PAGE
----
II. The Byzantine World
The end of the dynasty founded by Emperor Justinian (6th c. AD) in effect marked the end of antiquity, and signaled the beginning of medieval Byzantine society. Slav and Arab incursions and the Iconoclastic Controversy led to a loss of territories, although this contributed to the Empire’s homogeneity, since it now embraced primarily Greek-speaking populations.
The structure of Byzantine society rested on three main foundations: a flexible but powerful administration, headed by the Emperor; the Christian religion, with the Patriarch at the head of the Church; and the Greco-Roman tradition and Greek language. All three left their mark on both the daily life of the Empire and its cultural and artistic modes of expression.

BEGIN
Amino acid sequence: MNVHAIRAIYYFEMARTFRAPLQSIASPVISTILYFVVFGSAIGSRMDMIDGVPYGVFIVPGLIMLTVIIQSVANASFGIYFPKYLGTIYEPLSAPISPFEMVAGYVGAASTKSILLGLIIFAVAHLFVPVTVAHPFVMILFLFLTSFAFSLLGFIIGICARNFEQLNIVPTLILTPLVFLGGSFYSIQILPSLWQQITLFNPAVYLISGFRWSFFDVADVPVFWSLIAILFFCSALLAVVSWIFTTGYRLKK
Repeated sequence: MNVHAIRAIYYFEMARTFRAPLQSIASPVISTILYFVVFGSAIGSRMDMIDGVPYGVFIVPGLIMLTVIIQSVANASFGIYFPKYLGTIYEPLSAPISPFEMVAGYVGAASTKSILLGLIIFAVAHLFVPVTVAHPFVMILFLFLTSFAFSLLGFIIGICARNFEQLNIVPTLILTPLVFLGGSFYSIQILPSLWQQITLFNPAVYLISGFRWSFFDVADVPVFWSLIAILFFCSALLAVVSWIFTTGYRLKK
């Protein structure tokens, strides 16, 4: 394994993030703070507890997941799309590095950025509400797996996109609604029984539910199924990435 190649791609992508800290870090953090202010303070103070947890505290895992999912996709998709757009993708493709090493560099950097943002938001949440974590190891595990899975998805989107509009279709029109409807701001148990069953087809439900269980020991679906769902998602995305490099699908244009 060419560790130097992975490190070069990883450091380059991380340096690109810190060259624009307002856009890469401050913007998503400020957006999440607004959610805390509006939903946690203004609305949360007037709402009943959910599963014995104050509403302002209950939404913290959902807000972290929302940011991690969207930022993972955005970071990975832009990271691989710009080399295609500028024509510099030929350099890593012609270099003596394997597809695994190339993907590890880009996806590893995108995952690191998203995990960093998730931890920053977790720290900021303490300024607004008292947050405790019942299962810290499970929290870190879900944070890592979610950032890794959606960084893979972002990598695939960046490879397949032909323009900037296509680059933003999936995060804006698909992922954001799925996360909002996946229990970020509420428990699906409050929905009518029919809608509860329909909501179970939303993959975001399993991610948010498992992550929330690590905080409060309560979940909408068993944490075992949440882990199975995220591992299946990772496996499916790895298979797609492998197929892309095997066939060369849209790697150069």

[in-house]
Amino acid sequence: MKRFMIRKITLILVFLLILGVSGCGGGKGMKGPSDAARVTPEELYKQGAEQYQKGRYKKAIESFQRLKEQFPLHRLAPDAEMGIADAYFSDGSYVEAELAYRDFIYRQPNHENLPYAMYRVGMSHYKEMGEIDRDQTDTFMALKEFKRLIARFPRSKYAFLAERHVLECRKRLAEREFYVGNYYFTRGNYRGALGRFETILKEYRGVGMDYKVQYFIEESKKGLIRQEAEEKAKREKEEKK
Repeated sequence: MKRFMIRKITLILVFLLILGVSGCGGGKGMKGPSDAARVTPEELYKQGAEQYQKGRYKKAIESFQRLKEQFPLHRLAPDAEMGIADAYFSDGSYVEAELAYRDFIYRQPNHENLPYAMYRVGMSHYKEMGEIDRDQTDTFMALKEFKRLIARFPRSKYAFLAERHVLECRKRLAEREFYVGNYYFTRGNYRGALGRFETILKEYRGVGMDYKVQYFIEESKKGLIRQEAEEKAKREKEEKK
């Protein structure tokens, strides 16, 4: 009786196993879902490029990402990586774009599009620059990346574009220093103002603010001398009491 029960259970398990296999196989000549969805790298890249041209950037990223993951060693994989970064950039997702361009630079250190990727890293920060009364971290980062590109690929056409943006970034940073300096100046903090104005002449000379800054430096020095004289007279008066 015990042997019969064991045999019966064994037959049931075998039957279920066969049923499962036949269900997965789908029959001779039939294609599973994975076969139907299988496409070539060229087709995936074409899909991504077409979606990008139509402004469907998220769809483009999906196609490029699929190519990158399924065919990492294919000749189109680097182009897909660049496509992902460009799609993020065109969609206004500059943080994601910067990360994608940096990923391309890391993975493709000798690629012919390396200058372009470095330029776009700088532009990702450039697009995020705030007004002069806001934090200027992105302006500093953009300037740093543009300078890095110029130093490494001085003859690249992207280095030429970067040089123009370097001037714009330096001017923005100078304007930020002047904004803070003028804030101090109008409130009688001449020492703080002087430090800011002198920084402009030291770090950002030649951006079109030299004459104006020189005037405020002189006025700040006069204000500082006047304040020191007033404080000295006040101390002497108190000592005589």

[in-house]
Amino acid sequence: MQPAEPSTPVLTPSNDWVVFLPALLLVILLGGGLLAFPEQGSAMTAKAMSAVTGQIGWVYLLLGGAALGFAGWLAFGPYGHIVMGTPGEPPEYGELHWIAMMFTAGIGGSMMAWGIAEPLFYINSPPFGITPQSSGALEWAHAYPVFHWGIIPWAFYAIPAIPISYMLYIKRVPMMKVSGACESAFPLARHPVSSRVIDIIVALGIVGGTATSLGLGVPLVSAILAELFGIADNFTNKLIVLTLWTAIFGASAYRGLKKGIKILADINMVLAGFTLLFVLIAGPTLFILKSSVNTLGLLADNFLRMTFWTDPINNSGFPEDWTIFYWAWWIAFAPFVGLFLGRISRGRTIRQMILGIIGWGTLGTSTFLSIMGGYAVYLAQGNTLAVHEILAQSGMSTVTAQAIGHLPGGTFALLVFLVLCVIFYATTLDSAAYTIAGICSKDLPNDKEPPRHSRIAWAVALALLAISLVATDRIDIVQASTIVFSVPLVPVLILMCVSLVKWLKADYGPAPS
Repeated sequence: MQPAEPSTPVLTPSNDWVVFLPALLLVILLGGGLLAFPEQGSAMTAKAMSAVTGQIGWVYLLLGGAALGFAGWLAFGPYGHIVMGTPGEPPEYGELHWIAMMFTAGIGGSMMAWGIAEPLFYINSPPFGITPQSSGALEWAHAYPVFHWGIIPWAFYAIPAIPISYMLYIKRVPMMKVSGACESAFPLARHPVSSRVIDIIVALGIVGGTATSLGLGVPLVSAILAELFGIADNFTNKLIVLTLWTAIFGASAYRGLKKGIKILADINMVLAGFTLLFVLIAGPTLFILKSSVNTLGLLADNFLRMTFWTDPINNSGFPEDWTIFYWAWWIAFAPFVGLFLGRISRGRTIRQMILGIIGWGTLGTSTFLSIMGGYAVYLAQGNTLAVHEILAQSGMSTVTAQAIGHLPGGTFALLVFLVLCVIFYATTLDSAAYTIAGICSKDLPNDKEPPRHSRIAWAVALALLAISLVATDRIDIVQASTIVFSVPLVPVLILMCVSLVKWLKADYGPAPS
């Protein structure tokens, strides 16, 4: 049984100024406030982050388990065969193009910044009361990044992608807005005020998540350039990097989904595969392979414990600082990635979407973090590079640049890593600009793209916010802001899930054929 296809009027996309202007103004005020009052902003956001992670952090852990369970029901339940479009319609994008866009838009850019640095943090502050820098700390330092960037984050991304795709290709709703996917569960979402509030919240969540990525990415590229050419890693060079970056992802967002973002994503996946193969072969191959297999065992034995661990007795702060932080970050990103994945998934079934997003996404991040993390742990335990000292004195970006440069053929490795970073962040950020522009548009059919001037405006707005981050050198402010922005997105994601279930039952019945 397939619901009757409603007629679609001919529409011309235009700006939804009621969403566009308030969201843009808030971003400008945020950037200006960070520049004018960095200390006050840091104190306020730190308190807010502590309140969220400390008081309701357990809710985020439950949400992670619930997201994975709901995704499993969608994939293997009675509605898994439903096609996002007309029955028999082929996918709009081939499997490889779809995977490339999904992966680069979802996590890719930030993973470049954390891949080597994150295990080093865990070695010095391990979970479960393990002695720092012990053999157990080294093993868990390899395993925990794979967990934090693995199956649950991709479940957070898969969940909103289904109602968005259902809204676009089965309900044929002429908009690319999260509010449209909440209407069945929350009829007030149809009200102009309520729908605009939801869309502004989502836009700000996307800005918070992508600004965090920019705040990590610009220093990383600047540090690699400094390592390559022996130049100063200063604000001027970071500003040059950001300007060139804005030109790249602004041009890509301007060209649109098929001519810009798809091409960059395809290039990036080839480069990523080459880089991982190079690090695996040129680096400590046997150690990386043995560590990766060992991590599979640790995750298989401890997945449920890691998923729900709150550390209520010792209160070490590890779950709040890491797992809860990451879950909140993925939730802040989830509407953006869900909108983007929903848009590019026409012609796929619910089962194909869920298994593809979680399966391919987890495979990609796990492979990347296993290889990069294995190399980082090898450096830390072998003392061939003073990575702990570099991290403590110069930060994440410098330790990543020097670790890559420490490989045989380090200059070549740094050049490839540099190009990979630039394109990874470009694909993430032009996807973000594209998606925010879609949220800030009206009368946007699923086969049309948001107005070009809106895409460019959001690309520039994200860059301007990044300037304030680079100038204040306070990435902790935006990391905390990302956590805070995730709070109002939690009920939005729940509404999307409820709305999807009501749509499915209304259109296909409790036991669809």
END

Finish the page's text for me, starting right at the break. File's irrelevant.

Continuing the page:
The sack of Constantinople by the Frankish and Latin crusaders in 1204 delivered a crippling blow to the Empire, but also led to new relations and channels of contact. Despite their persistent efforts, the Palaiologan emperors could do nothing to halt the political decline of the Empire following their restoration to the Byzantine throne in Constantinople in 1261. Nonetheless, the Palaiologian revival in the arts and letters was a vitally important cultural event that was to have a stimulating effect on both East and West.